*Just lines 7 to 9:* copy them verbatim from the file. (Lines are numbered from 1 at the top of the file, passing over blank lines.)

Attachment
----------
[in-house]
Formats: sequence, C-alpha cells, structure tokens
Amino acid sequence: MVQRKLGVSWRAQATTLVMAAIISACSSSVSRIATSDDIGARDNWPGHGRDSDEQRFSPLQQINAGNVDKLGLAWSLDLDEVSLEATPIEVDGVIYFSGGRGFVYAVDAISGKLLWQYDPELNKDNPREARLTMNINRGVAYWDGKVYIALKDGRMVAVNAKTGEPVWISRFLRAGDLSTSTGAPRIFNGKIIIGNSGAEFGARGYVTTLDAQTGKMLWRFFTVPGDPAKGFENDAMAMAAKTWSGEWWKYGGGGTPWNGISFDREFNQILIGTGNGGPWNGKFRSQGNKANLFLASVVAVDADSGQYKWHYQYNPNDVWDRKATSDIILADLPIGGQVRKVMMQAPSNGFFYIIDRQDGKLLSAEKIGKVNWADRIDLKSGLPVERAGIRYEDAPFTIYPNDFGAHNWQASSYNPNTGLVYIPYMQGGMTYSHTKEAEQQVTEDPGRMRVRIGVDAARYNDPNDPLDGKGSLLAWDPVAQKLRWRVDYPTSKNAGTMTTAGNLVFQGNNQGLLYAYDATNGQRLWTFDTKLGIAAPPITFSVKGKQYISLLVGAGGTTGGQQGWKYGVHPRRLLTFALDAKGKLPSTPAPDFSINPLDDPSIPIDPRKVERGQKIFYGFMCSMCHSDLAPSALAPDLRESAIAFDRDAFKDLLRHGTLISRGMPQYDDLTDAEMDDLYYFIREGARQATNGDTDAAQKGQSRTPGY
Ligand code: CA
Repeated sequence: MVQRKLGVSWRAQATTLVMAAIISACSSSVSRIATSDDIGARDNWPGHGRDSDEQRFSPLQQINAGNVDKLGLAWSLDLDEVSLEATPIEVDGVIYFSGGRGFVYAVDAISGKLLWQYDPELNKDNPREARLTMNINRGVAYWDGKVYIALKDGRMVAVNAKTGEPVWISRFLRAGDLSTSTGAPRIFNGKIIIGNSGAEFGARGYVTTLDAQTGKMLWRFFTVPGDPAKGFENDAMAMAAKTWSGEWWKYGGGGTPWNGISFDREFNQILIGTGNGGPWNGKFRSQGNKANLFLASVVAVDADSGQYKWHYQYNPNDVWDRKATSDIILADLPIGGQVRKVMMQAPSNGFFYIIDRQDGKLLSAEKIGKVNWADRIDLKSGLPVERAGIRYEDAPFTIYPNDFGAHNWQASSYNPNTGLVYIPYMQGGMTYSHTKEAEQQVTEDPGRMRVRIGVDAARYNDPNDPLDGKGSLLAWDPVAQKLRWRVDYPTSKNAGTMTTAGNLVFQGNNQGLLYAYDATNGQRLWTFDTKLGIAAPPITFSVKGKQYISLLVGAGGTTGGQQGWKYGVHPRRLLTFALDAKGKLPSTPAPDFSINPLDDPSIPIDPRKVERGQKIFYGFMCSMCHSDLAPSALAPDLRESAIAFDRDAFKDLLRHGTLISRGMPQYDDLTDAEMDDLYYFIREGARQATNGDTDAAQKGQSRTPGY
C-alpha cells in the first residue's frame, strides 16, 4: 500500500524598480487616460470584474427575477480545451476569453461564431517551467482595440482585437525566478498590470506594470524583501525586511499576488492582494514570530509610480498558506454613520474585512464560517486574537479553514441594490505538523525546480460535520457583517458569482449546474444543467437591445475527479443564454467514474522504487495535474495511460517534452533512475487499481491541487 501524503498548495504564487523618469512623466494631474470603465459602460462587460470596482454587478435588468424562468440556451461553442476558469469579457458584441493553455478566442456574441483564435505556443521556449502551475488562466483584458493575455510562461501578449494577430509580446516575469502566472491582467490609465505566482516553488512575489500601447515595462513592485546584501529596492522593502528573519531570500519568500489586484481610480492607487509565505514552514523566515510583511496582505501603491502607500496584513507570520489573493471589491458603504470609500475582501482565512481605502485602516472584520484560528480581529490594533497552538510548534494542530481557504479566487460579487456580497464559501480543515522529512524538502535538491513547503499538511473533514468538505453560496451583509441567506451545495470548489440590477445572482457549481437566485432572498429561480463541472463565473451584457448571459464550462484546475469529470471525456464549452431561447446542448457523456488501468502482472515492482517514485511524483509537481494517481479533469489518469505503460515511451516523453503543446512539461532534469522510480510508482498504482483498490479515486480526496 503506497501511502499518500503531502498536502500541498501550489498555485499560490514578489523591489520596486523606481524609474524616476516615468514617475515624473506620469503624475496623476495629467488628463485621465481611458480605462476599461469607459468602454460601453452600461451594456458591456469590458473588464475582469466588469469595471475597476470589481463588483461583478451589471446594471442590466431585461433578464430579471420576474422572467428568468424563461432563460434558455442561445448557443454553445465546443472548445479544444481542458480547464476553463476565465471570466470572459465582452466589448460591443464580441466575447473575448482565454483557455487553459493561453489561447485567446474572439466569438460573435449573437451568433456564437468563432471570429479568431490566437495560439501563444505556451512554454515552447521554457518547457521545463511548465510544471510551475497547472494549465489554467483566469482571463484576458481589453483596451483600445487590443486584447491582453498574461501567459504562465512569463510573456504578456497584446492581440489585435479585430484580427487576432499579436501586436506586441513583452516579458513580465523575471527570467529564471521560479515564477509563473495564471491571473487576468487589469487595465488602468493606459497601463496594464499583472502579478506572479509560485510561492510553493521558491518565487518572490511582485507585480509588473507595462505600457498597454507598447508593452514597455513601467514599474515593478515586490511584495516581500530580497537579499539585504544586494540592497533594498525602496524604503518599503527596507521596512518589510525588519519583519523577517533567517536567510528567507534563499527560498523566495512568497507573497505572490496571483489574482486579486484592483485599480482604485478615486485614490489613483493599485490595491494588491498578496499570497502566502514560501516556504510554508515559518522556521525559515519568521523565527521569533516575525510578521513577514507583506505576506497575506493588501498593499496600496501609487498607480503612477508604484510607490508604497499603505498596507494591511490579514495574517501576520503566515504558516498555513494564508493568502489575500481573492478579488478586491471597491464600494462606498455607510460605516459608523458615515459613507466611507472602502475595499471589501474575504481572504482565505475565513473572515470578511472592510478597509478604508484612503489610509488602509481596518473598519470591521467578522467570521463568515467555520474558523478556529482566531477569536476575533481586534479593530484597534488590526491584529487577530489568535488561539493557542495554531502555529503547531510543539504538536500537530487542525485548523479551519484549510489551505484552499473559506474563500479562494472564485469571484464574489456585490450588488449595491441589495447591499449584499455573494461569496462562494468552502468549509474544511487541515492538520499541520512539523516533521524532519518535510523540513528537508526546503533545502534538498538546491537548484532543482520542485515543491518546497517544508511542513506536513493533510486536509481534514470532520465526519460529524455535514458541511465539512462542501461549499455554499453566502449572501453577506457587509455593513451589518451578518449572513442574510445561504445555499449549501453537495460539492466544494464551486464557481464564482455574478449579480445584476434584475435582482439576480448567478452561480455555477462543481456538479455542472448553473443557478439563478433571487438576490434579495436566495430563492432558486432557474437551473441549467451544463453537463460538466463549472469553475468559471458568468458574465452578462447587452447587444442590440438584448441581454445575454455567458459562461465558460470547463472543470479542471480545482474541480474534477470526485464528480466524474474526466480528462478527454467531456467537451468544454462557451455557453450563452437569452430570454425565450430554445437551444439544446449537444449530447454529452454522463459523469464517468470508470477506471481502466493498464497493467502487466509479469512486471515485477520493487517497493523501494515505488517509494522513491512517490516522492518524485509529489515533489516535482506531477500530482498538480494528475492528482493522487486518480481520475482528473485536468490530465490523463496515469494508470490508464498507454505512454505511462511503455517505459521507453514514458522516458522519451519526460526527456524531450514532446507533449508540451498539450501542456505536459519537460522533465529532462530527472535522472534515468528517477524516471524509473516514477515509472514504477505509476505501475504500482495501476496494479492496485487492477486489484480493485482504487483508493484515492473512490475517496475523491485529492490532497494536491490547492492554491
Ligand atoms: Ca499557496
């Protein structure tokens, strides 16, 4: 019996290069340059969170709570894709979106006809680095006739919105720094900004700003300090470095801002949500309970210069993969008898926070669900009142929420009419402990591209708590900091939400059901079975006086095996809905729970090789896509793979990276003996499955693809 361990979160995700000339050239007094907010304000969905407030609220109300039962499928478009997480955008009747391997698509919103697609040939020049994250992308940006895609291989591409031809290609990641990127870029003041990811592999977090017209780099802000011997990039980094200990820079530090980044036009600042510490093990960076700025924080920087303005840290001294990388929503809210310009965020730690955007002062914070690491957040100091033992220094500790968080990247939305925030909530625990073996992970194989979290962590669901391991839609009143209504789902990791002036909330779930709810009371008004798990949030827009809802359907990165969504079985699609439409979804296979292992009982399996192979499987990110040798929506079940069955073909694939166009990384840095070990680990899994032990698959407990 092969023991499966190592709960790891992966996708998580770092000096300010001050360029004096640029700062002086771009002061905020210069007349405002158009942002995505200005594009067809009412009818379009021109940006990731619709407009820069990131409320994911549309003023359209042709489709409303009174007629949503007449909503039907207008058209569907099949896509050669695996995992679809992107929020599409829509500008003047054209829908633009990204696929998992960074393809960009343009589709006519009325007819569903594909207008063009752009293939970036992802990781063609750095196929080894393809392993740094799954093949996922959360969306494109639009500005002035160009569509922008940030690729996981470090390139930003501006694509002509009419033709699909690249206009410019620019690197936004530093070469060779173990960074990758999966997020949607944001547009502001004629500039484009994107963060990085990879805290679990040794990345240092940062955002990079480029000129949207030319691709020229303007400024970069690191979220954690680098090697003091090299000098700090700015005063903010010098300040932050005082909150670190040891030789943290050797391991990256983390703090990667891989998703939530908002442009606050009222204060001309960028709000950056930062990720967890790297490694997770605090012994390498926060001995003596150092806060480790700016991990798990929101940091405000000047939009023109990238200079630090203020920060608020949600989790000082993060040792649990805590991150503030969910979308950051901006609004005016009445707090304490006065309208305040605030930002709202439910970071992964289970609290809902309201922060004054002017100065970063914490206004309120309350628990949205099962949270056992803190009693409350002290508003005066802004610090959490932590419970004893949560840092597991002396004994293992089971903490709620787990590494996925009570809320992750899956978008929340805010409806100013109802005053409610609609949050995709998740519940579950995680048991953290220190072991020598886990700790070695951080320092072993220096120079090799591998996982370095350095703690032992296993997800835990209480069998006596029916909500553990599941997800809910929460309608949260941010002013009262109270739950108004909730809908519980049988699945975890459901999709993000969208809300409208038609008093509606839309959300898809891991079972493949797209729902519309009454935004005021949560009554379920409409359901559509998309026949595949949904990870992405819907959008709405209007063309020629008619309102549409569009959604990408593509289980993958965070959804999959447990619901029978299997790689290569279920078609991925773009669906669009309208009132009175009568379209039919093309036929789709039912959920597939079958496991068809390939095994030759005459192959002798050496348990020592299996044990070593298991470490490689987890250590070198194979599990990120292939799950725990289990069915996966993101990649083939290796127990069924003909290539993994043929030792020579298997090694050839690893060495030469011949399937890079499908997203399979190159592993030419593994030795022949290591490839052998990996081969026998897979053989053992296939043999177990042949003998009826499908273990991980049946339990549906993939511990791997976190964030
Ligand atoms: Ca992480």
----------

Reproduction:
Ligand atoms: Ca499557496
């Protein structure tokens, strides 16, 4: 019996290069340059969170709570894709979106006809680095006739919105720094900004700003300090470095801002949500309970210069993969008898926070669900009142929420009419402990591209708590900091939400059901079975006086095996809905729970090789896509793979990276003996499955693809 361990979160995700000339050239007094907010304000969905407030609220109300039962499928478009997480955008009747391997698509919103697609040939020049994250992308940006895609291989591409031809290609990641990127870029003041990811592999977090017209780099802000011997990039980094200990820079530090980044036009600042510490093990960076700025924080920087303005840290001294990388929503809210310009965020730690955007002062914070690491957040100091033992220094500790968080990247939305925030909530625990073996992970194989979290962590669901391991839609009143209504789902990791002036909330779930709810009371008004798990949030827009809802359907990165969504079985699609439409979804296979292992009982399996192979499987990110040798929506079940069955073909694939166009990384840095070990680990899994032990698959407990 092969023991499966190592709960790891992966996708998580770092000096300010001050360029004096640029700062002086771009002061905020210069007349405002158009942002995505200005594009067809009412009818379009021109940006990731619709407009820069990131409320994911549309003023359209042709489709409303009174007629949503007449909503039907207008058209569907099949896509050669695996995992679809992107929020599409829509500008003047054209829908633009990204696929998992960074393809960009343009589709006519009325007819569903594909207008063009752009293939970036992802990781063609750095196929080894393809392993740094799954093949996922959360969306494109639009500005002035160009569509922008940030690729996981470090390139930003501006694509002509009419033709699909690249206009410019620019690197936004530093070469060779173990960074990758999966997020949607944001547009502001004629500039484009994107963060990085990879805290679990040794990345240092940062955002990079480029000129949207030319691709020229303007400024970069690191979220954690680098090697003091090299000098700090700015005063903010010098300040932050005082909150670190040891030789943290050797391991990256983390703090990667891989998703939530908002442009606050009222204060001309960028709000950056930062990720967890790297490694997770605090012994390498926060001995003596150092806060480790700016991990798990929101940091405000000047939009023109990238200079630090203020920060608020949600989790000082993060040792649990805590991150503030969910979308950051901006609004005016009445707090304490006065309208305040605030930002709202439910970071992964289970609290809902309201922060004054002017100065970063914490206004309120309350628990949205099962949270056992803190009693409350002290508003005066802004610090959490932590419970004893949560840092597991002396004994293992089971903490709620787990590494996925009570809320992750899956978008929340805010409806100013109802005053409610609609949050995709998740519940579950995680048991953290220190072991020598886990700790070695951080320092072993220096120079090799591998996982370095350095703690032992296993997800835990209480069998006596029916909500553990599941997800809910929460309608949260941010002013009262109270739950108004909730809908519980049988699945975890459901999709993000969208809300409208038609008093509606839309959300898809891991079972493949797209729902519309009454935004005021949560009554379920409409359901559509998309026949595949949904990870992405819907959008709405209007063309020629008619309102549409569009959604990408593509289980993958965070959804999959447990619901029978299997790689290569279920078609991925773009669906669009309208009132009175009568379209039919093309036929789709039912959920597939079958496991068809390939095994030759005459192959002798050496348990020592299996044990070593298991470490490689987890250590070198194979599990990120292939799950725990289990069915996966993101990649083939290796127990069924003909290539993994043929030792020579298997090694050839690893060495030469011949399937890079499908997203399979190159592993030419593994030795022949290591490839052998990996081969026998897979053989053992296939043999177990042949003998009826499908273990991980049946339990549906993939511990791997976190964030
Ligand atoms: Ca992480």